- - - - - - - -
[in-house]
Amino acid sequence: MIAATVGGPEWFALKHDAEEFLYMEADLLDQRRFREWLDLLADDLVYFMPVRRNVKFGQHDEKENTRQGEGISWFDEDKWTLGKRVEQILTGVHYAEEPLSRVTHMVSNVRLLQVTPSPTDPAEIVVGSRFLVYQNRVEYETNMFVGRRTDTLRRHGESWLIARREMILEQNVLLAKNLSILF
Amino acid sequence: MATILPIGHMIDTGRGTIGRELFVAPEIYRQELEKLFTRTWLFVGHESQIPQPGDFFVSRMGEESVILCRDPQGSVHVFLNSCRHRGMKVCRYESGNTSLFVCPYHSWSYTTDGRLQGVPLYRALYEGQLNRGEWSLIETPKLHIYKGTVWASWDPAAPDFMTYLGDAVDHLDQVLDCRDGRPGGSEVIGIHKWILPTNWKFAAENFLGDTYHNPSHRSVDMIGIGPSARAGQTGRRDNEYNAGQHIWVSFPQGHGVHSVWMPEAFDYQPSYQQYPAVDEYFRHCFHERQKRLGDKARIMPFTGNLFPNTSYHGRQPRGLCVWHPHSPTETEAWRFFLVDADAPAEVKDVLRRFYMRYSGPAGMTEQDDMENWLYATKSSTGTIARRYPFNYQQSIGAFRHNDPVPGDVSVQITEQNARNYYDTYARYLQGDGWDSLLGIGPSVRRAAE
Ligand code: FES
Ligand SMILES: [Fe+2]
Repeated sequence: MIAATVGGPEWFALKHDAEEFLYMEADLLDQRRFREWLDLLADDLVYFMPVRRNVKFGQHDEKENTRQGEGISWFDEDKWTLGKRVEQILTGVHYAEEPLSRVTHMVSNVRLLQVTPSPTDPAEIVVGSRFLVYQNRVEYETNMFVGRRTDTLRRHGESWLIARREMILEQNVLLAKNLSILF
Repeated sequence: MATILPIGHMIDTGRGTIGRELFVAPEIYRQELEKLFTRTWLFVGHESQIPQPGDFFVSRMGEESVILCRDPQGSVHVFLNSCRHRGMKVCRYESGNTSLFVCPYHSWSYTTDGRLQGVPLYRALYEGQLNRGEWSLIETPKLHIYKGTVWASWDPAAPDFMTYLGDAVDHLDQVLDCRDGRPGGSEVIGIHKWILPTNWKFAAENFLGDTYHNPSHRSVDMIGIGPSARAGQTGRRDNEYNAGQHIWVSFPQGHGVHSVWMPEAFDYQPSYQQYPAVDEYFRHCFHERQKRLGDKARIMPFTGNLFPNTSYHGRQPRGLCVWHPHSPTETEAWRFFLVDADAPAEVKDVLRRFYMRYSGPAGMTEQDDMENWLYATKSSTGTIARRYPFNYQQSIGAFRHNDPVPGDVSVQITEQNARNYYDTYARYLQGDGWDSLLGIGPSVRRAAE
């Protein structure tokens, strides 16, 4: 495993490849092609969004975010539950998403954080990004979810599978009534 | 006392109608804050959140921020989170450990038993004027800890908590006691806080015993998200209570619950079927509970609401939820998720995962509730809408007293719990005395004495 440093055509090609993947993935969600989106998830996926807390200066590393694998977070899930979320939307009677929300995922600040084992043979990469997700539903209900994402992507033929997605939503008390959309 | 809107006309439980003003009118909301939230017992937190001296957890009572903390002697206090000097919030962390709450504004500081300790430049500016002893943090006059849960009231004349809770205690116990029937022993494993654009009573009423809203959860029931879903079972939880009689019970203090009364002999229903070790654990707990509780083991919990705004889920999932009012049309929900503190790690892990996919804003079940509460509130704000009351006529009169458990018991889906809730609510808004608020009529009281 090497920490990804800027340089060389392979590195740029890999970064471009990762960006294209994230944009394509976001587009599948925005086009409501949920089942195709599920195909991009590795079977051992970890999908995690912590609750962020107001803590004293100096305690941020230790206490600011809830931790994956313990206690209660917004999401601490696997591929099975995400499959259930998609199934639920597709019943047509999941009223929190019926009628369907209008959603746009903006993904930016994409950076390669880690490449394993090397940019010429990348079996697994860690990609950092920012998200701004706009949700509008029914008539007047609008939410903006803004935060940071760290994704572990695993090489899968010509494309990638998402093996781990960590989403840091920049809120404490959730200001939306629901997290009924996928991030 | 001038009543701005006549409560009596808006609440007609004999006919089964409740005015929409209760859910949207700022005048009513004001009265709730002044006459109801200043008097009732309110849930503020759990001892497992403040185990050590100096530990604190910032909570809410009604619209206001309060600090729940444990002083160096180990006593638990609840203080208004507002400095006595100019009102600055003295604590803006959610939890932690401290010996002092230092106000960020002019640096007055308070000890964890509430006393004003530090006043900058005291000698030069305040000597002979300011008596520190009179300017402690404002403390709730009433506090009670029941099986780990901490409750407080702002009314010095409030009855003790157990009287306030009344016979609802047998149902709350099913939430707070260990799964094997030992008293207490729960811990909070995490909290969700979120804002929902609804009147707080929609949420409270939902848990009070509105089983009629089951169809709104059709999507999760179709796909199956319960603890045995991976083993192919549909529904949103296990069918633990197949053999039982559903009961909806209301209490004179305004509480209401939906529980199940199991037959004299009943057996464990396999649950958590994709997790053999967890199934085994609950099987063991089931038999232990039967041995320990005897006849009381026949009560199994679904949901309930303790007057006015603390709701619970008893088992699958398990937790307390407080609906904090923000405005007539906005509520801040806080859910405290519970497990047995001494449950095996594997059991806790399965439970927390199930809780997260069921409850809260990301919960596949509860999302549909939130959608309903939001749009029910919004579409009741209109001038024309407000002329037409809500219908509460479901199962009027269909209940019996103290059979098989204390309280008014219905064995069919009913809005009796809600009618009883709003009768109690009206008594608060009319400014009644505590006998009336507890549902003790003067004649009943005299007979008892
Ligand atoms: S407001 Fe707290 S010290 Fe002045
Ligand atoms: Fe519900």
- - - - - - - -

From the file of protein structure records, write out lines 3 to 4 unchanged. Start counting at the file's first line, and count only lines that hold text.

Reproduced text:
Amino acid sequence: MATILPIGHMIDTGRGTIGRELFVAPEIYRQELEKLFTRTWLFVGHESQIPQPGDFFVSRMGEESVILCRDPQGSVHVFLNSCRHRGMKVCRYESGNTSLFVCPYHSWSYTTDGRLQGVPLYRALYEGQLNRGEWSLIETPKLHIYKGTVWASWDPAAPDFMTYLGDAVDHLDQVLDCRDGRPGGSEVIGIHKWILPTNWKFAAENFLGDTYHNPSHRSVDMIGIGPSARAGQTGRRDNEYNAGQHIWVSFPQGHGVHSVWMPEAFDYQPSYQQYPAVDEYFRHCFHERQKRLGDKARIMPFTGNLFPNTSYHGRQPRGLCVWHPHSPTETEAWRFFLVDADAPAEVKDVLRRFYMRYSGPAGMTEQDDMENWLYATKSSTGTIARRYPFNYQQSIGAFRHNDPVPGDVSVQITEQNARNYYDTYARYLQGDGWDSLLGIGPSVRRAAE
Ligand code: FES